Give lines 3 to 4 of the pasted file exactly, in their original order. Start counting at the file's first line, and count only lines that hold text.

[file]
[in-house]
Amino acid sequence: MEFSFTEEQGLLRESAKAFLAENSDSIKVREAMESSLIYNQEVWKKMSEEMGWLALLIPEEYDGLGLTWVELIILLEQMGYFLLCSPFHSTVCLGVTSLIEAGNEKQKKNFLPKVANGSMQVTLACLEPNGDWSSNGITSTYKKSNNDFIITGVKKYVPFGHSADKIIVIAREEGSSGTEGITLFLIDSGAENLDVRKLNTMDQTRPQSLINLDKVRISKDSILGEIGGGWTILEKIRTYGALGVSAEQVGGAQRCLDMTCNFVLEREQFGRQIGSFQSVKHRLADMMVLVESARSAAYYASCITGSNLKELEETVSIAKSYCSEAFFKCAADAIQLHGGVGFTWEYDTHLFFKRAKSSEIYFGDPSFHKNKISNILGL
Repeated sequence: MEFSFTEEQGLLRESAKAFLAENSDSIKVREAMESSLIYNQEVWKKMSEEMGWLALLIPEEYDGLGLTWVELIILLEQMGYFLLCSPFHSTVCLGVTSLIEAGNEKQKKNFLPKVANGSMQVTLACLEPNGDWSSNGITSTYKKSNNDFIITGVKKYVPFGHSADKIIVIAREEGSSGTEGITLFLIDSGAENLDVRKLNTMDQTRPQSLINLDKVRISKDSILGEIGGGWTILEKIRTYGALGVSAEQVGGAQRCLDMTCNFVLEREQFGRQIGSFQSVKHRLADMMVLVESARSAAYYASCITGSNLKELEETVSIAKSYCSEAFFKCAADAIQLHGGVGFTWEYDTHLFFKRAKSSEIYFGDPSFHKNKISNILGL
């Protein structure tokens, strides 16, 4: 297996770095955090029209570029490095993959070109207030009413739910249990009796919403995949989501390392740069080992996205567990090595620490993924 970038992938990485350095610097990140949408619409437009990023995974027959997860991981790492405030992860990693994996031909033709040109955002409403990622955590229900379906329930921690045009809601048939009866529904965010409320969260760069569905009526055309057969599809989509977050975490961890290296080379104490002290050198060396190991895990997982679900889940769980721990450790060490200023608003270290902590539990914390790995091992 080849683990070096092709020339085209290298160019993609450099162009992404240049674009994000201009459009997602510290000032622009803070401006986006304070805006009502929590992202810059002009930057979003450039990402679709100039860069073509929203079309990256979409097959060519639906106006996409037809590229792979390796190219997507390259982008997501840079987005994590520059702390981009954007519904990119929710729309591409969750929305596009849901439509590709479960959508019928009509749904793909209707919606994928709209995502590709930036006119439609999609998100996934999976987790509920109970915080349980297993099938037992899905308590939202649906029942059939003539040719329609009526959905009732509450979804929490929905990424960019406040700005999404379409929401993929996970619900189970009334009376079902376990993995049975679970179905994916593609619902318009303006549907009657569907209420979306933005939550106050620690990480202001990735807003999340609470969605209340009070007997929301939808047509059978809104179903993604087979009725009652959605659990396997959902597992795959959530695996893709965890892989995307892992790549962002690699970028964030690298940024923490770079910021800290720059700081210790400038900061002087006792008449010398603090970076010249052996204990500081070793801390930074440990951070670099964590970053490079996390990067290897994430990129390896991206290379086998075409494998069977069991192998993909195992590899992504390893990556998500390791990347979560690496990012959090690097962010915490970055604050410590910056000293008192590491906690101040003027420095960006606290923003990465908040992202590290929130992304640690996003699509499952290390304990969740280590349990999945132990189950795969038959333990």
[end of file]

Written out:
Repeated sequence: MEFSFTEEQGLLRESAKAFLAENSDSIKVREAMESSLIYNQEVWKKMSEEMGWLALLIPEEYDGLGLTWVELIILLEQMGYFLLCSPFHSTVCLGVTSLIEAGNEKQKKNFLPKVANGSMQVTLACLEPNGDWSSNGITSTYKKSNNDFIITGVKKYVPFGHSADKIIVIAREEGSSGTEGITLFLIDSGAENLDVRKLNTMDQTRPQSLINLDKVRISKDSILGEIGGGWTILEKIRTYGALGVSAEQVGGAQRCLDMTCNFVLEREQFGRQIGSFQSVKHRLADMMVLVESARSAAYYASCITGSNLKELEETVSIAKSYCSEAFFKCAADAIQLHGGVGFTWEYDTHLFFKRAKSSEIYFGDPSFHKNKISNILGL
């Protein structure tokens, strides 16, 4: 297996770095955090029209570029490095993959070109207030009413739910249990009796919403995949989501390392740069080992996205567990090595620490993924 970038992938990485350095610097990140949408619409437009990023995974027959997860991981790492405030992860990693994996031909033709040109955002409403990622955590229900379906329930921690045009809601048939009866529904965010409320969260760069569905009526055309057969599809989509977050975490961890290296080379104490002290050198060396190991895990997982679900889940769980721990450790060490200023608003270290902590539990914390790995091992 080849683990070096092709020339085209290298160019993609450099162009992404240049674009994000201009459009997602510290000032622009803070401006986006304070805006009502929590992202810059002009930057979003450039990402679709100039860069073509929203079309990256979409097959060519639906106006996409037809590229792979390796190219997507390259982008997501840079987005994590520059702390981009954007519904990119929710729309591409969750929305596009849901439509590709479960959508019928009509749904793909209707919606994928709209995502590709930036006119439609999609998100996934999976987790509920109970915080349980297993099938037992899905308590939202649906029942059939003539040719329609009526959905009732509450979804929490929905990424960019406040700005999404379409929401993929996970619900189970009334009376079902376990993995049975679970179905994916593609619902318009303006549907009657569907209420979306933005939550106050620690990480202001990735807003999340609470969605209340009070007997929301939808047509059978809104179903993604087979009725009652959605659990396997959902597992795959959530695996893709965890892989995307892992790549962002690699970028964030690298940024923490770079910021800290720059700081210790400038900061002087006792008449010398603090970076010249052996204990500081070793801390930074440990951070670099964590970053490079996390990067290897994430990129390896991206290379086998075409494998069977069991192998993909195992590899992504390893990556998500390791990347979560690496990012959090690097962010915490970055604050410590910056000293008192590491906690101040003027420095960006606290923003990465908040992202590290929130992304640690996003699509499952290390304990969740280590349990999945132990189950795969038959333990």